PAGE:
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Aviva: UK employees put in 26 million unpaid hours per day

UK workers are putting in 26 million extra hours in the workplace each day, according to new research from Aviva.

Aviva's latest Health of the Workplace Report shows six in ten employees regularly work beyond their contracted hours, putting in an average of 1.5 hours 'overtime' a day. Nearly one in four employees (23%) claim they work an extra 2-3 hours daily.

The vast majority (79%) of these hours are unpaid, which means workers are providing around worth £225 million of 'free' hours each day for employers.

As a result of these extra hours, the health of the UK's workforce is suffering. More than a quarter (27%) report they feel tired all the time, 23% say they feel really stressed, 15% admit that their diet is suffering as they eat junk food and 9% need to smoke or drink to unwind.

Fewer than one in five (18%) report that they still have a good work/life balance in spite of these extra hours.

And only one in five (18%) say they work longer for the love of the job. Most extra hours are put in because employees claim they have too much work (41%) or because they want to give a good impression to the boss (20%).

Staff are adopting a number of strategies to squeeze in these extra hours:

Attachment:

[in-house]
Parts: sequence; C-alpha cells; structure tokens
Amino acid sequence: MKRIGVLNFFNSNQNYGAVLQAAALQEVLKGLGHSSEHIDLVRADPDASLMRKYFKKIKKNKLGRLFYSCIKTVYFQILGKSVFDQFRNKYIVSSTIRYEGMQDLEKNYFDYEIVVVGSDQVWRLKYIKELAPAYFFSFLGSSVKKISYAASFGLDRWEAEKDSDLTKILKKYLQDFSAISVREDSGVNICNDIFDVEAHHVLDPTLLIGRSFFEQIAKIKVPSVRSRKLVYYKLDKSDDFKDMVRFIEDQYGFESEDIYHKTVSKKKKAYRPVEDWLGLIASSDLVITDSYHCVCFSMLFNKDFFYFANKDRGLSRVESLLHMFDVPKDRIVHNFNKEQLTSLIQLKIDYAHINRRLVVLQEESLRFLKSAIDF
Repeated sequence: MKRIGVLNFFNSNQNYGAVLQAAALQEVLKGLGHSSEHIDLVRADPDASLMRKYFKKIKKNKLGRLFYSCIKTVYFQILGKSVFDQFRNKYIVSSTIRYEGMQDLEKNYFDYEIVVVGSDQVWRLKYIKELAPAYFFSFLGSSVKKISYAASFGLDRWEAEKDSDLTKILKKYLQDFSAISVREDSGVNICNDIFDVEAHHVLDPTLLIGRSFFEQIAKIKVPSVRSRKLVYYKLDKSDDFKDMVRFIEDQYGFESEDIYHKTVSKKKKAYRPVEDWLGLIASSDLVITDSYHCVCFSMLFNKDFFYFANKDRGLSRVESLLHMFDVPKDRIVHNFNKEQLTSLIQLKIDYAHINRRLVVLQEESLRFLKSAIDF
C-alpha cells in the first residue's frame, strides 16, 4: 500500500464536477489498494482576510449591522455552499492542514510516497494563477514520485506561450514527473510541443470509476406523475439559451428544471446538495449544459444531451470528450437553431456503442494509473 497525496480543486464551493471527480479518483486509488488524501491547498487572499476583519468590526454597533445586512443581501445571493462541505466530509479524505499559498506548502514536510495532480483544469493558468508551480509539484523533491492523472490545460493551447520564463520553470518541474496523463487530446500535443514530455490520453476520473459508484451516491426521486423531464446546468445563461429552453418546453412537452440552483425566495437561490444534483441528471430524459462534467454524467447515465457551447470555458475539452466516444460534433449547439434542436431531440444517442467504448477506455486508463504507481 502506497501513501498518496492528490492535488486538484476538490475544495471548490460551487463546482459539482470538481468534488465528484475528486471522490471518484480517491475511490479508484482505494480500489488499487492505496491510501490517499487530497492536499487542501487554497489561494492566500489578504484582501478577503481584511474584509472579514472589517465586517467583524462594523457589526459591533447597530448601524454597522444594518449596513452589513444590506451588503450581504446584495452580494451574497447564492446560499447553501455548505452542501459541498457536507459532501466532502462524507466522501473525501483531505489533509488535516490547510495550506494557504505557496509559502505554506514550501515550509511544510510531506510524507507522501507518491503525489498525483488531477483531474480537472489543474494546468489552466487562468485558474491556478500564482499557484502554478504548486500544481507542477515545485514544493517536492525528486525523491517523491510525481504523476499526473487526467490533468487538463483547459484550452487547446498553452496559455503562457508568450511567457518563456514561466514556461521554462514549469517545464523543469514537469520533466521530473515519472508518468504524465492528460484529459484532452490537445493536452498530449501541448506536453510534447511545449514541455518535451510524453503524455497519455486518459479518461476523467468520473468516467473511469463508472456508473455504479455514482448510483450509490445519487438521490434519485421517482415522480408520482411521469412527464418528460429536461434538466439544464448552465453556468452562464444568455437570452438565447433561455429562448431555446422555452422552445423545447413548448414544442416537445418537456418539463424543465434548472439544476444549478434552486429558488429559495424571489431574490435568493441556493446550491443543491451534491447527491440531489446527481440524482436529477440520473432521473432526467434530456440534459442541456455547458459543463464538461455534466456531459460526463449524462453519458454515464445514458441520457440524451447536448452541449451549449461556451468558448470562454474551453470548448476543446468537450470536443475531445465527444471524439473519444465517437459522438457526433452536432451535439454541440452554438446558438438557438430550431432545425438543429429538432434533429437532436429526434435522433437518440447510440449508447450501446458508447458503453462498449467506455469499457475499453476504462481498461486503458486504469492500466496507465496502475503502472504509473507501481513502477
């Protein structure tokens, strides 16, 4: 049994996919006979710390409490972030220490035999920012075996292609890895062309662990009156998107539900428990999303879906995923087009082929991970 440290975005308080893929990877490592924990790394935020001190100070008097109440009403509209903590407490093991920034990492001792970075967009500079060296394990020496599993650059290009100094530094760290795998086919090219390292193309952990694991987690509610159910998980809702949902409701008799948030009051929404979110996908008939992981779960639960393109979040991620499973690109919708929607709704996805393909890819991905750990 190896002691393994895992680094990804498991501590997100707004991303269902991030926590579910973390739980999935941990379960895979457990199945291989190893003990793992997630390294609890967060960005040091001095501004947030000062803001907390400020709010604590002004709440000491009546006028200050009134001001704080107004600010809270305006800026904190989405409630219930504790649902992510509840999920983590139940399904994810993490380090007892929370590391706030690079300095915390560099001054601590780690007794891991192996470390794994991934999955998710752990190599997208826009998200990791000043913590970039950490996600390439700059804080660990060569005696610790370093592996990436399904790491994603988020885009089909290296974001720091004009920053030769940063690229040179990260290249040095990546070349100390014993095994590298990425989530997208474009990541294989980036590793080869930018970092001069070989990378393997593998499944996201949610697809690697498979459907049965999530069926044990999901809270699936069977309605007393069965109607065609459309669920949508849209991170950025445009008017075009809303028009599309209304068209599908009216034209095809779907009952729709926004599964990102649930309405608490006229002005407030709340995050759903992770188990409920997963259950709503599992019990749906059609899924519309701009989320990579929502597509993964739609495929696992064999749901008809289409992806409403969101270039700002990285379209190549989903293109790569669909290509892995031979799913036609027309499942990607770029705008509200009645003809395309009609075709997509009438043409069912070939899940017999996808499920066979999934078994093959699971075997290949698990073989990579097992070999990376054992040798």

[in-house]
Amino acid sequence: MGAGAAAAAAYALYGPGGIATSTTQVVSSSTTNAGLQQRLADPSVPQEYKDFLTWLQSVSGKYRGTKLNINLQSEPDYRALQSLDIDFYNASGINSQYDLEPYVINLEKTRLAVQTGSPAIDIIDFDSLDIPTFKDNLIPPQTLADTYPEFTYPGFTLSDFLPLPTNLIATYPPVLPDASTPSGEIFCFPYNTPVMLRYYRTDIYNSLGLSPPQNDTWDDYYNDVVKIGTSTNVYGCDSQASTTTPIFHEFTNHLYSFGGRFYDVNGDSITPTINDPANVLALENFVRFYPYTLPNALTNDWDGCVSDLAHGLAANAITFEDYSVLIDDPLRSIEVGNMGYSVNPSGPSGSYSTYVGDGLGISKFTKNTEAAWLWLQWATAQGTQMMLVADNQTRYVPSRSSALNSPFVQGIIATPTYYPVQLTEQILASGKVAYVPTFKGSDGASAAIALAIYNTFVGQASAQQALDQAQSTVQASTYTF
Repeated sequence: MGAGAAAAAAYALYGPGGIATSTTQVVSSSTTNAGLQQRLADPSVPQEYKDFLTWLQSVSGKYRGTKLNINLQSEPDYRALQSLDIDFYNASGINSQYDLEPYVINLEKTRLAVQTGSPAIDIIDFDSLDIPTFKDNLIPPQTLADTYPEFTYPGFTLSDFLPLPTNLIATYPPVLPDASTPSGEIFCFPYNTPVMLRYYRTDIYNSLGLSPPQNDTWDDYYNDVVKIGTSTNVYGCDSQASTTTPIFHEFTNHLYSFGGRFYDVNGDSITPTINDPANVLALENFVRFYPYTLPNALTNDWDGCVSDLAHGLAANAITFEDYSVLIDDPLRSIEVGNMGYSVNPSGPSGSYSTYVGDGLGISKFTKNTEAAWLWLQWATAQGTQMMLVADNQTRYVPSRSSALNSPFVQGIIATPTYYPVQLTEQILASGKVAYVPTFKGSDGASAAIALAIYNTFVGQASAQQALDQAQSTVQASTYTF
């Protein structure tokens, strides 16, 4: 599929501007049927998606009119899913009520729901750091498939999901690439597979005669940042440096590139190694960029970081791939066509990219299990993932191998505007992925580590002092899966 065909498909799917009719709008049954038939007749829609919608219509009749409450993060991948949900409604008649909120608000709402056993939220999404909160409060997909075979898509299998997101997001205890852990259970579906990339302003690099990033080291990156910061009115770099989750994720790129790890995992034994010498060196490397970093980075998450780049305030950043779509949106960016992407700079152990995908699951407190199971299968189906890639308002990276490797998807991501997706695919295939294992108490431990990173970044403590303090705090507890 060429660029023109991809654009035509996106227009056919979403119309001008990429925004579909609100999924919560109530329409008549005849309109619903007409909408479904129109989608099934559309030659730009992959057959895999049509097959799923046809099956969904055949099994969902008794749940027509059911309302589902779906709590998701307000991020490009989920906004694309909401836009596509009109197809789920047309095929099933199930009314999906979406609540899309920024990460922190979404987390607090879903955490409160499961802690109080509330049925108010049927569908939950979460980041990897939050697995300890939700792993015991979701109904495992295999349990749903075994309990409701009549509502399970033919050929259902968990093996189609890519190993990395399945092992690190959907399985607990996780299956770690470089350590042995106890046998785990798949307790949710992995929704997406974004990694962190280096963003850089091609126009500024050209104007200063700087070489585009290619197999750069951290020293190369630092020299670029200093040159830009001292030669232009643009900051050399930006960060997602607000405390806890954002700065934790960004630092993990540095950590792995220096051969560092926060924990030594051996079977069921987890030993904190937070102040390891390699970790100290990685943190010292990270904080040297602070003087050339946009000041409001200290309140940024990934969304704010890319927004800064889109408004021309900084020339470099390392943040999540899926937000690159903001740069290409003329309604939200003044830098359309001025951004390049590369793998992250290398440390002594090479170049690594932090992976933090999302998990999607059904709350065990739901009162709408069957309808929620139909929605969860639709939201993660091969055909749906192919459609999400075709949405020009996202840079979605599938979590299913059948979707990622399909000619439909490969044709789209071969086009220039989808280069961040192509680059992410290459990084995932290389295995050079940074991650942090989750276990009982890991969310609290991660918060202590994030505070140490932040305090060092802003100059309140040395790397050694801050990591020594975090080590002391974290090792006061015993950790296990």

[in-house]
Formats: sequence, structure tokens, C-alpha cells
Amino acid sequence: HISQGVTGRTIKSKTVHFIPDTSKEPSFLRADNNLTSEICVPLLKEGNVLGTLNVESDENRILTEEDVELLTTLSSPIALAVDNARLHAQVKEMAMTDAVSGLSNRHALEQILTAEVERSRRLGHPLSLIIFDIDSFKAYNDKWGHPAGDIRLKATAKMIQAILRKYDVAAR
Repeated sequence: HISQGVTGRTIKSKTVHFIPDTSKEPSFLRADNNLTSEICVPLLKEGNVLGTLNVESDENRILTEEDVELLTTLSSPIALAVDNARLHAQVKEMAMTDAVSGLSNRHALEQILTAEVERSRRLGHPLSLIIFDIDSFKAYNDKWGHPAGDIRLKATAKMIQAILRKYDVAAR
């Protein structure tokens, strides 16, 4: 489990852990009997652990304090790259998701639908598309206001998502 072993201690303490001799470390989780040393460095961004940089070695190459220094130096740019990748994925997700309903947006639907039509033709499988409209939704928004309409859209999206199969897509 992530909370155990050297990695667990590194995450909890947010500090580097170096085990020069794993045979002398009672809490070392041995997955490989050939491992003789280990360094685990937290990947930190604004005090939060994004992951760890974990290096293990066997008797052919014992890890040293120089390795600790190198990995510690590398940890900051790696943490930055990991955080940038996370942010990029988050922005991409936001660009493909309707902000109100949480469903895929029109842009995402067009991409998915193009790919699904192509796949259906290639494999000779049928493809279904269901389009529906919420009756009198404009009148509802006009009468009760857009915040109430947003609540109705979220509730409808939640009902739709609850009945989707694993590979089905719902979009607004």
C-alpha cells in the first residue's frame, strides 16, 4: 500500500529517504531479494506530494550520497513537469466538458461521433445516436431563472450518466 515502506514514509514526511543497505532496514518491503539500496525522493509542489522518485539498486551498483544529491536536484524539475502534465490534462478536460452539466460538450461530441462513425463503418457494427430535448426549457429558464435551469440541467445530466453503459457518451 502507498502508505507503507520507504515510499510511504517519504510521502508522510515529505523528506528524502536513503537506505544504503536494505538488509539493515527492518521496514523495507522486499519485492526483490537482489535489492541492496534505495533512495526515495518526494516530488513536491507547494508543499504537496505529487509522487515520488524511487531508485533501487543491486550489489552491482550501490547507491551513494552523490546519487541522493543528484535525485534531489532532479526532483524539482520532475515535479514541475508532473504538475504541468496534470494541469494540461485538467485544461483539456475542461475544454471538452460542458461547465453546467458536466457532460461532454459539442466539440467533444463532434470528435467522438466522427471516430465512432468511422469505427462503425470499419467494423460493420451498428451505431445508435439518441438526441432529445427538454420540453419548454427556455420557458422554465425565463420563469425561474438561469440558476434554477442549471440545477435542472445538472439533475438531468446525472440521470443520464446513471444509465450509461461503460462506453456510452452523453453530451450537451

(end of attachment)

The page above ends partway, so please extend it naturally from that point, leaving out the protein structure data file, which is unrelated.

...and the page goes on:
· 37% work in the evenings after their contracted hours

· 28% come in early to get a head start

· 16% put in hours at the weekend

· One in 10 (11%) even admit to working late at night when unable to sleep.

Douglas Wright, head of clinical development for Aviva says: "Most employers make great efforts to look after their workers and ensure they get a good work / life balance. In fact our study showed that this is a top priority for a third of employers over the next 12 months so they may be very surprised to see how some employees are struggling to manage their workloads.

"Working excessively can have a huge impact on people's mental and physical wellbeing, so anyone who feels they might have a problem, should speak to their manager to address the matter before it becomes a bigger issue. Six per cent of workers actually report they have been off sick as a result of overworking, so it's very much in employers and employees' interests to nip any such problems in the bud."